India’s population is growing faster than its ability to produce rice and wheat. The low productivity in India is a result of several factors. According to the World Bank, India’s large agricultural subsidies are hampering productivity-enhancing investment. While over-regulation of agriculture has increased costs, price risks and uncertainty, governmental intervention in labour, land, and credit markets are hurting the market. Infrastructure and services are inadequate. Further, the average size of landholdings is very small with 70% of holdings being less than one hectare in size. The partial failure of land reforms in many states, exacerbated by poorly maintained or non-existent land records, has resulted in sharecropping with cultivators lacking ownership rights, and consequently low productivity of labour. Adoption of modern agricultural practices and use of technology is inadequate, hampered by ignorance of such practices, high costs, illiteracy, slow progress in implementing land reforms, inadequate or inefficient finance and marketing services for farm produce and impracticality in the case of small landholdings. The allocation of water is inefficient, unsustainable and inequitable.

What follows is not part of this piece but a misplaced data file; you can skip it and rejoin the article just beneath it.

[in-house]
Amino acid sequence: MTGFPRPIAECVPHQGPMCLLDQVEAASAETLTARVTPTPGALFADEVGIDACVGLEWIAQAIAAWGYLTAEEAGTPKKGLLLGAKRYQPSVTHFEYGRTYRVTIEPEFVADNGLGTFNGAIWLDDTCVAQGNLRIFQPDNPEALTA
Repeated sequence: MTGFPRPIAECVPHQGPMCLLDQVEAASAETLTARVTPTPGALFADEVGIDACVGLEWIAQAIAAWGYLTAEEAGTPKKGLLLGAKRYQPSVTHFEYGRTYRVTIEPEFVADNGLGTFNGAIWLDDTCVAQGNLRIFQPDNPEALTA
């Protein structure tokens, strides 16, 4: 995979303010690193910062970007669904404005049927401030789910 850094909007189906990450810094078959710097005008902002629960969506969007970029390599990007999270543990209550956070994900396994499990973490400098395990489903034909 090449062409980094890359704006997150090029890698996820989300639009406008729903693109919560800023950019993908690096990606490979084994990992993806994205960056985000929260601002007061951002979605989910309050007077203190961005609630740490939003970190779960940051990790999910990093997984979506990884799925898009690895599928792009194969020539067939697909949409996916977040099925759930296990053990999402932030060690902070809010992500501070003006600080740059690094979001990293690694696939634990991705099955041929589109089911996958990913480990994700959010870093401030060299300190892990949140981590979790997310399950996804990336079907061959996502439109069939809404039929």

The book will be of immense help and interest to the not only students of agricultural but also to those focusing on economic problems of Indian agriculture. It will serve as a useful guide, handy reference and a rich source of information to the researchers, policy and decision makers, administrators planners, executives of banks and financial institutions and educated farmers.